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Scientists get set for simulated nuclear inspection

September 2, 2014 12:37 pm | by EurekAlert! | Comments

Some 40 scientists and technicians from around the world will descend on Jordan in November to take part in a simulated on-site inspection of a suspected nuclear test site on the banks of the Dead Sea. Playing the part of inspectors, the experts will have access to a wide range of sensor technologies to look for signs of whether a nuclear explosion has taken place....

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A new synthetic amino acid for an emerging class of drugs

September 2, 2014 12:35 pm | by EurekAlert! | Comments

One of the greatest challenges in modern medicine is developing drugs that are highly effective against a target, but with minimal toxicity and side-effects to the patient. Such properties are directly related to the 3D structure of the drug molecule. Ideally, the drug should have a shape that is perfectly complementary to a disease-causing target, so that it binds it with high specificity....

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Why sibling stars look alike: Early, fast mixing in star-birth clouds

September 2, 2014 12:30 pm | by EurekAlert! | Comments

Stars are made mostly of hydrogen and helium, but they also contain trace amounts of other elements, such as carbon, oxygen, iron, and even more exotic substances. By carefully measuring the wavelengths (colors) of light coming from a star, astronomers can determine how abundant each of these trace elements is....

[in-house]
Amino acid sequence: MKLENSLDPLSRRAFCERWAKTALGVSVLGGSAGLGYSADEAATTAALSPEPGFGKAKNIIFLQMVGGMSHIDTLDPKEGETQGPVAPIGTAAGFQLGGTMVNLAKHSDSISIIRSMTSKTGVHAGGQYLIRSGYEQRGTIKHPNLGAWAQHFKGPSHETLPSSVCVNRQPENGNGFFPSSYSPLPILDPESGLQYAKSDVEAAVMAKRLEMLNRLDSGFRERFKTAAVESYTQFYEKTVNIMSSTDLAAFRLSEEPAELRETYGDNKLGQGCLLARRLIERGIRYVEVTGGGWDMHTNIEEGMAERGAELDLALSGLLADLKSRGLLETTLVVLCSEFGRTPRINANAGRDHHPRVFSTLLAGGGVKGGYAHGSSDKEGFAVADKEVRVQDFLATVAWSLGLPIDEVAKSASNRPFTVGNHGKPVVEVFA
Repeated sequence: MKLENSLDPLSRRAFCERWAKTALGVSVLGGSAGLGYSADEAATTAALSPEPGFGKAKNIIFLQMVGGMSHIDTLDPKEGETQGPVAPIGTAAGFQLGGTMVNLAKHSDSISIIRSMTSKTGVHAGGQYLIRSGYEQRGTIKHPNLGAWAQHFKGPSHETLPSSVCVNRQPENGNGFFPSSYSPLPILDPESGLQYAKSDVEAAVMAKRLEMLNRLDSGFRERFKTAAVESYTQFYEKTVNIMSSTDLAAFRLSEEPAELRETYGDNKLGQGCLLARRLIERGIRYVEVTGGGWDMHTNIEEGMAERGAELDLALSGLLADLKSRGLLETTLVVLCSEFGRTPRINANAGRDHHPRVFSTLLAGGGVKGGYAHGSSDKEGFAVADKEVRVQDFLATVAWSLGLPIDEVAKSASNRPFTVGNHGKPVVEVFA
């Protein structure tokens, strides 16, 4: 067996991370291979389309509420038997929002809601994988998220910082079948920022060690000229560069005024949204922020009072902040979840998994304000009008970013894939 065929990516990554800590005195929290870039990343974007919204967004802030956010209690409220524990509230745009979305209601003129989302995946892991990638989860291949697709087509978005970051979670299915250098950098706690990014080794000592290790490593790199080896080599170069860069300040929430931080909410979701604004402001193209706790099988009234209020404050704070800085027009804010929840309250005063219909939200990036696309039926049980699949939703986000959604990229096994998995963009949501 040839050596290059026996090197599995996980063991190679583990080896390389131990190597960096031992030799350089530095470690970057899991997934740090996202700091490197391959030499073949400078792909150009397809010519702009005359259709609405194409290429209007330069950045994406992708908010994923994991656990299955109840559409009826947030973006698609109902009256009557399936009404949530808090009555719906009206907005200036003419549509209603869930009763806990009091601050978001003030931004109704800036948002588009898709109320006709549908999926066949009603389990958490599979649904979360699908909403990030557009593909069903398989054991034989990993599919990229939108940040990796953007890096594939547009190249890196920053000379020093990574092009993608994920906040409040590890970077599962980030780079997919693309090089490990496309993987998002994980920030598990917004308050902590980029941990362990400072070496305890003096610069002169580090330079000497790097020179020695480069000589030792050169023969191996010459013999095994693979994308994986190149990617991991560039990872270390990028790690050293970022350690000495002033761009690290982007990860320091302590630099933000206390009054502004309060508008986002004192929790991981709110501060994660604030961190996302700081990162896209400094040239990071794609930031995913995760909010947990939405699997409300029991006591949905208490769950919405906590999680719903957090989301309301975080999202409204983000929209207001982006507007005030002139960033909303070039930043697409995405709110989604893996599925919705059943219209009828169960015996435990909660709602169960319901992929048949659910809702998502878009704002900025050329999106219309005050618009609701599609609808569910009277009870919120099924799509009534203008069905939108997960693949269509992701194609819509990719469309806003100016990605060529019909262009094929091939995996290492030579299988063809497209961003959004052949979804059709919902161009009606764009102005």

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Accounting for biological aggregation in heating and imaging of magnetic nanoparticles

September 2, 2014 12:09 pm | by EurekAlert! | Comments

Biological aggregation is a critical, yet often overlooked factor in the medical application of nanoparticles. Here we systematically characterize the effects of aggregation on both radiofrequency heating and magnetic resonance image (MRI) contrast of magnetic iron oxide nanoparticles (IONPs), including detailed analysis of the aggregate morphologies based on quasi-fractal descriptions....

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Nature's tiny engineers

September 2, 2014 11:57 am | by EurekAlert! | Comments

Conventional wisdom has long held that corals — whose calcium-carbonate skeletons form the foundation of coral reefs — are passive organisms that rely entirely on ocean currents to deliver dissolved substances, such as nutrients and oxygen. But now scientists at MIT ...

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Family dinners reduce effects of cyberbullying in adolescents

September 2, 2014 11:54 am | by EurekAlert! | Comments

Sharing regular family meals with children may help protect them from the effects of cyberbullying, according to a study by McGill professor Frank Elgar, Institute for Health and Social Policy. Because family meal times represent social support and exchanges in the home....

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Ride-sharing could cut cabs' road time by 30 percent

September 2, 2014 11:47 am | by EurekAlert! | Comments

Cellphone apps that find users car rides in real time are exploding in popularity: The car-service company Uber was recently valued at $18 billion, and even as it faces legal wrangles, a number of companies that provide similar services with licensed taxi cabs have sprung up....